Analysis: The move to mobile as phone betting takes off

During the last two decades, the use of mobile phones has grown rapidly, changing the way we live and manage our lives.

Smartphones are now an integral part of our daily lives and it’s hard to remember a time when they didn’t exist: research by Ofcom shows that 78% of adults used a smartphone in 2018, up from 39% in 2012.

Since 2016, smartphones have overtaken computers as the most popular method for going online, and mobile phones are the device that consumers say they would miss the most.

At the same time, the ease with which people can gamble has increased dramatically due to the continuous innovation and evolution of technology, breaking down barriers to gambling.

For those eligible to do so, participating in gambling activities is now as easy as opening an app on a phone and can be done practically anywhere.

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Recent research about why people gamble and how gambling fits into their lives, conducted by 2CV, provided some insights about the role played by mobile phones in gambling behaviour.

These insights move beyond the statistics by revealing more about how people think and feel about gambling via their mobiles, how this behaviour fits into their lives and how it relates to other activities. Here, in our third in a series of blogs, we explore these insights further…

People recognise benefits as well as risks of mobile gambling

One of the key findings from the 2CV research was that for many people, using their smartphone has allowed them to gamble away from traditional gambling premises.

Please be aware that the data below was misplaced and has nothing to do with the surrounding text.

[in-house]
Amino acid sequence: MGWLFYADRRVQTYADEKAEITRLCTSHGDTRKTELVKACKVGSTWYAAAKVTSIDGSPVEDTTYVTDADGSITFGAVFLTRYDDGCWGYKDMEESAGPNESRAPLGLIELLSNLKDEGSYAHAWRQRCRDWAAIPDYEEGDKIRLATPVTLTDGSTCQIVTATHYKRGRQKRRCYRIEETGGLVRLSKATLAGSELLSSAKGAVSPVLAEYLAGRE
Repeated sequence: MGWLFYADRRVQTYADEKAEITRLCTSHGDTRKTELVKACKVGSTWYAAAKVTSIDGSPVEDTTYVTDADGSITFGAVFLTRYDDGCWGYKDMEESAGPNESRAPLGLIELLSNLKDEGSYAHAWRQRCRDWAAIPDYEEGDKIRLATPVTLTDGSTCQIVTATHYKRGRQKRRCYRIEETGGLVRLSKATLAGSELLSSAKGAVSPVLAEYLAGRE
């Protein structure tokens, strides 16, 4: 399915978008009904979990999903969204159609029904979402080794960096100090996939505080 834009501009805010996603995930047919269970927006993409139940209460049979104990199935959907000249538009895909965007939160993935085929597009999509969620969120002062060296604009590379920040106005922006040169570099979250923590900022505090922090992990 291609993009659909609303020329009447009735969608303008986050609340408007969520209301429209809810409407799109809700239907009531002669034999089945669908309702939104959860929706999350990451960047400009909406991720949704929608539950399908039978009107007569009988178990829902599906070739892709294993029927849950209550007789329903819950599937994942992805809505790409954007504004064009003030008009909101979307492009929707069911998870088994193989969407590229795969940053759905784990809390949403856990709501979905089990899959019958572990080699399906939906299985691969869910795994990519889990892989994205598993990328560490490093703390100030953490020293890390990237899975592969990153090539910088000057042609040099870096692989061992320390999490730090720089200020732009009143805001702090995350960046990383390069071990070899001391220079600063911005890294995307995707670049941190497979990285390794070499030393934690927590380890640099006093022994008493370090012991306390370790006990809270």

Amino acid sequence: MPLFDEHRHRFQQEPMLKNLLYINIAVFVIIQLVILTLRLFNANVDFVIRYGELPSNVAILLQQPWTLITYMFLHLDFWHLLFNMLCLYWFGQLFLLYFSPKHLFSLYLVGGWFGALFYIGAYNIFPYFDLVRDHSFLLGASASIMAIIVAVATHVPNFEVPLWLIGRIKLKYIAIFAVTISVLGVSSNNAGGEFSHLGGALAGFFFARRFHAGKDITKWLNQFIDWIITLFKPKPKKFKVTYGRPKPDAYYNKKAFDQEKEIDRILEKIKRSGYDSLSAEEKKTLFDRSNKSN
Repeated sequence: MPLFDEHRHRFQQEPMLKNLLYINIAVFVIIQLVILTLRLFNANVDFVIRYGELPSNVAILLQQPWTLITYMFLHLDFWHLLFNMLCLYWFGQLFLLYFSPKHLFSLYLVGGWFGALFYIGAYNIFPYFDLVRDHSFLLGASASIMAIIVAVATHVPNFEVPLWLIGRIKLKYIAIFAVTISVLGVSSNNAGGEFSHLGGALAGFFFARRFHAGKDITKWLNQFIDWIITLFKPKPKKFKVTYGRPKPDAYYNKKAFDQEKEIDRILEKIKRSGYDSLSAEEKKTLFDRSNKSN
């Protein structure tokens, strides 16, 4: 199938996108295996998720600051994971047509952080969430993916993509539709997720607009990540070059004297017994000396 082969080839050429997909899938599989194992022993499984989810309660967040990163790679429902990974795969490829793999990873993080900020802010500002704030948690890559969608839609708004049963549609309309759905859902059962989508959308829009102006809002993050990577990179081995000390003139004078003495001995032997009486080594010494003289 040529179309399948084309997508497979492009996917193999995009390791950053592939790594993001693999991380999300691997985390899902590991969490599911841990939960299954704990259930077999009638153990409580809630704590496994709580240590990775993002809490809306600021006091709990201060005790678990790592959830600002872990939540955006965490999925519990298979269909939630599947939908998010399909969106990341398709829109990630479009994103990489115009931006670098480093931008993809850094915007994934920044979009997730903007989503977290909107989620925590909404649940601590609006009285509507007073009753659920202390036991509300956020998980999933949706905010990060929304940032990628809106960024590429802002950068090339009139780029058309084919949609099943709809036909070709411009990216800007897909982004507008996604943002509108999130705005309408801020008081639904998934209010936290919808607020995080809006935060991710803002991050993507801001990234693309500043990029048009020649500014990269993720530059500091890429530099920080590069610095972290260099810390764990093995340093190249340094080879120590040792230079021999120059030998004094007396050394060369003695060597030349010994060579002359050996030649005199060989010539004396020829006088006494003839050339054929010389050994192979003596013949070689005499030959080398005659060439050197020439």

For some, this has made gambling ‘a more comfortable moment’, such as playing bingo at home on the sofa or betting on football in the pub.

Participants in the research said that this means they can gamble easily at any time (described as ‘low friction’) compared to location specific destination gambling (‘high friction’).

Examples of mobile and destination gambling

Participants talked about how mobile gambling has removed environmental barriers to gambling, meaning that it can be done privately, without judgement or intervention. 

Some participants felt that mobile gambling might encourage people to gamble on certain products when they might previously have felt excluded, such as women in bookmakers and men in bingo halls, while others spoke openly about occasions where the removal of these environmental barriers had facilitated repetitive play and the rapid accumulation of wins or losses.

People view mobile gambling as similar to social media and gaming, where it sits alongside all aspects of their mobile life

Social media, gaming and gambling were spoken about in similar terms because of the way they all occupy moments of ‘me time’ during the day, for example when people are bored, passing the time on their commute or unwinding in front of the TV. 

These types of activities are frequently undertaken on the same device and sometimes as part of the same session, as people swipe through their webpages or apps.

What’s next?

In an increasingly ‘always on’ society, smartphones will continue to impact the way that consumers interact, with gambling behaviour being just one aspect of the connectivity that people are increasingly taking for granted.

The Gambling Commission is looking to continue to conduct research to enhance the understanding of how mobile use is changing face of gambling in Britain. 

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